An impressive chunk of limestone soaring from the Tyrrhenian Sea, Capri has been attracting attention since Roman times: the notorious Tiberius ruled the empire from the cliff-top Villa Jovis, and in the mid-19th century the island became a magnet for artists, intellectuals, aesthetes and especially writers, drawn by the inspirational scenery, gentle climate and dreamy, liberal lifestyle: ‘Capri makes you forget everything,’.
Best season to visit Capri is late September or early October when the evenings are balmy, the water is still warm and there is a sense that things are calming down to a seductively easy pace. Also, you really need to go out of season because in high season an average of 20,000 day-trippers pile onto the island every day (day visitors all leave by late afternoon). However, Capri is stil nice in May, the carpets of wild flowers add glorious colours to the wild scenery, but the sea is chilly.
Most of Capri town is only accessible by foot. There are few roads and fewer cars, so for longer distances one must rely on the elongated, open-topped Fiat taxis (glam but expensive) or the fleet of Lilliputian orange buses (crowded but cheap).Capri’s wilder, more remote side can be explored through its network of footpaths, but to get a sense of the place, you need to get down to the sea. A gentle chug around the island reveals secret coves and sea caves, tiny scraps of beach you can’t get to by land, villas hidden among folds of the cliffs, and towering rock formations looming over inky-blue depths.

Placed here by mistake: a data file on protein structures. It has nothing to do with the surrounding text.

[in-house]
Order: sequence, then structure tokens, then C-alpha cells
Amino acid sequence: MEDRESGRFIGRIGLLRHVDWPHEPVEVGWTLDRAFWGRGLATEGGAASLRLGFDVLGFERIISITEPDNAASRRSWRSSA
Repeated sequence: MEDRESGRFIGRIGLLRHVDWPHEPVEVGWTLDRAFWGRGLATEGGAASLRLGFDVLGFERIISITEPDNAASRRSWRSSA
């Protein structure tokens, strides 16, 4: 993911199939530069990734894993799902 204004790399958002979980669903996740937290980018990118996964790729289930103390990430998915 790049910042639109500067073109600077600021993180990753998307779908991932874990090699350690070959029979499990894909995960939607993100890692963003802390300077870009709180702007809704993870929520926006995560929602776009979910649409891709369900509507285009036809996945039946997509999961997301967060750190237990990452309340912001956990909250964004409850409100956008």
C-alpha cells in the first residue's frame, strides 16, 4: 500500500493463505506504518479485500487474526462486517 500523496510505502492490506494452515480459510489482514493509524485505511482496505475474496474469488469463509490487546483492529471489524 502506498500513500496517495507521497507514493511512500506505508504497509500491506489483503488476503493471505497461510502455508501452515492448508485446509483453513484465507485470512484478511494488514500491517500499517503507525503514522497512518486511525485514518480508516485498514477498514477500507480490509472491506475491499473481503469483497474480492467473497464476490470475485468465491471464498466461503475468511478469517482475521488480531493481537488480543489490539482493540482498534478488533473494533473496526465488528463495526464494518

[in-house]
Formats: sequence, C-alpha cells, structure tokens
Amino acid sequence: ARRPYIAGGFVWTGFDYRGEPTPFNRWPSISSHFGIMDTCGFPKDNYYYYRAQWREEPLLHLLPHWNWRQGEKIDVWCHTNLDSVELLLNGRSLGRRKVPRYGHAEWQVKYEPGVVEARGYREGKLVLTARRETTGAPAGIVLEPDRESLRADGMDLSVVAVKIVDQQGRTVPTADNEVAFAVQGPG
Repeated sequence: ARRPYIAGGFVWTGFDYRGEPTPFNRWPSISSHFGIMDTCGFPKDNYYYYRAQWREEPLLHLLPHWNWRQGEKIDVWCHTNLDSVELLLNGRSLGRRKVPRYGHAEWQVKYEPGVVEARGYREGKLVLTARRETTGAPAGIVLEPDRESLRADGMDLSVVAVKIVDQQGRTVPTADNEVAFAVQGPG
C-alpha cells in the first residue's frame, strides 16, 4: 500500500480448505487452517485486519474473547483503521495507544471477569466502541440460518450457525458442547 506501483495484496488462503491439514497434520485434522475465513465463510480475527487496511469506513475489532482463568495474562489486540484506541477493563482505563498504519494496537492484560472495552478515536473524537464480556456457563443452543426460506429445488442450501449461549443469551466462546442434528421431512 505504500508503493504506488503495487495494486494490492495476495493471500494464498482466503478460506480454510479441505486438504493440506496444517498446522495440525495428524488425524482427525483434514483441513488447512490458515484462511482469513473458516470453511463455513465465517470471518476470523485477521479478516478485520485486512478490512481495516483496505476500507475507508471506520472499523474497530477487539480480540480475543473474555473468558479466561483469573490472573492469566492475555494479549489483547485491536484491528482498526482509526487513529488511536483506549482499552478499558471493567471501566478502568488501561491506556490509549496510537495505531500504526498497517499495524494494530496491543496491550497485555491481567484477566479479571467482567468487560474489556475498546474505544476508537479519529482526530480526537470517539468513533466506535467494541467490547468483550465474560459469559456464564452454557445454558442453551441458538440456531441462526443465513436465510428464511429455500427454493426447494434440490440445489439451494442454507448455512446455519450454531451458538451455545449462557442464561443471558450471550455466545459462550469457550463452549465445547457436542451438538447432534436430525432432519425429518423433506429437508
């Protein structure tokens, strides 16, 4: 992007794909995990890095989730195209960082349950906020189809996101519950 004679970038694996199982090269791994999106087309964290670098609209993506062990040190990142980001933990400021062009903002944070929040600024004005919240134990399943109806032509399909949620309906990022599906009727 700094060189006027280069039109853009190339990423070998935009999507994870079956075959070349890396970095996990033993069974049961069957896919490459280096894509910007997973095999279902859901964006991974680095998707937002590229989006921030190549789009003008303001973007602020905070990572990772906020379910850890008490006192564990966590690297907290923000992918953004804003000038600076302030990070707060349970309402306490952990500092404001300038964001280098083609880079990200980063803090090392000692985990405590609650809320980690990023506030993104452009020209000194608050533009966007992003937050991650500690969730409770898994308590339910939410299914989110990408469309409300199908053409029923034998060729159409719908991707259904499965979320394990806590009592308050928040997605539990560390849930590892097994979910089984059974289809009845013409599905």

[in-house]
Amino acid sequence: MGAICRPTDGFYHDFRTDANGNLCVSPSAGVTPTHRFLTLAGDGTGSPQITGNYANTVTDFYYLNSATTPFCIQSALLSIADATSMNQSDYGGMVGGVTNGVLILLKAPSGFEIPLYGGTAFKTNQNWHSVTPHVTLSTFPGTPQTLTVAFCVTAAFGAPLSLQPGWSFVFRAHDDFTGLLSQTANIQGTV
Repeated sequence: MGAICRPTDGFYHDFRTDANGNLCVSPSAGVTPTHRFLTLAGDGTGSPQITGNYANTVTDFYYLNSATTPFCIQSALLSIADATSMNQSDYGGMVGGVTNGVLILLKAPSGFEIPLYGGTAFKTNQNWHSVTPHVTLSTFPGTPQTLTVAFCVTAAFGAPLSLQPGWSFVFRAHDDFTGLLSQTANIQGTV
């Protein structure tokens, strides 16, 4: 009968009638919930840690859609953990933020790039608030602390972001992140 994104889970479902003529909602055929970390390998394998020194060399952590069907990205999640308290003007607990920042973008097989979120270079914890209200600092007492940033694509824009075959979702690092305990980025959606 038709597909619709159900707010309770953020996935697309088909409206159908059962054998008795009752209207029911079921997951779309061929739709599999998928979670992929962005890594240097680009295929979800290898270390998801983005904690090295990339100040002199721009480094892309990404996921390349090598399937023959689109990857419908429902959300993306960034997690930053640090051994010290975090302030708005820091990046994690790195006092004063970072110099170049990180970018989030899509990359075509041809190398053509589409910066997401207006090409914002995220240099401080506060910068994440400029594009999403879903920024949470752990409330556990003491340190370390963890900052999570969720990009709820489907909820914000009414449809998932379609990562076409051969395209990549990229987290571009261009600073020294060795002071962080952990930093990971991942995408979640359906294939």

Capri is home to both rural farming and fishing communities, most obviously reflected in the island’s well-known culinary traditions, based on simple, fresh ingredients from land and sea and overflowing with the big, bold, sunny flavours of southern Italy. Dishes such as insalata caprese are transported to another planet when made with real buffalo mozzarella, sun-ripened tomatoes and the peppery basil that grows on the island’s steep, salty terraces. Fat, round ravioli caprese (stuffed with caciotta cheese and fresh marjoram, and served with tomato sauce) are delicious, as is torta caprese, a moist chocolate cake made with ground almonds. Vines have been cultivated here for nearly 3,000 years, and local wines (mostly whites made from Falanghina and Biancolella grapes) are a great match for the unfussy food. After dinner, an ice-cold limoncello, produced from the alcohol-infused zest of local lemons and often homemade to a family recipe, can’t be beaten.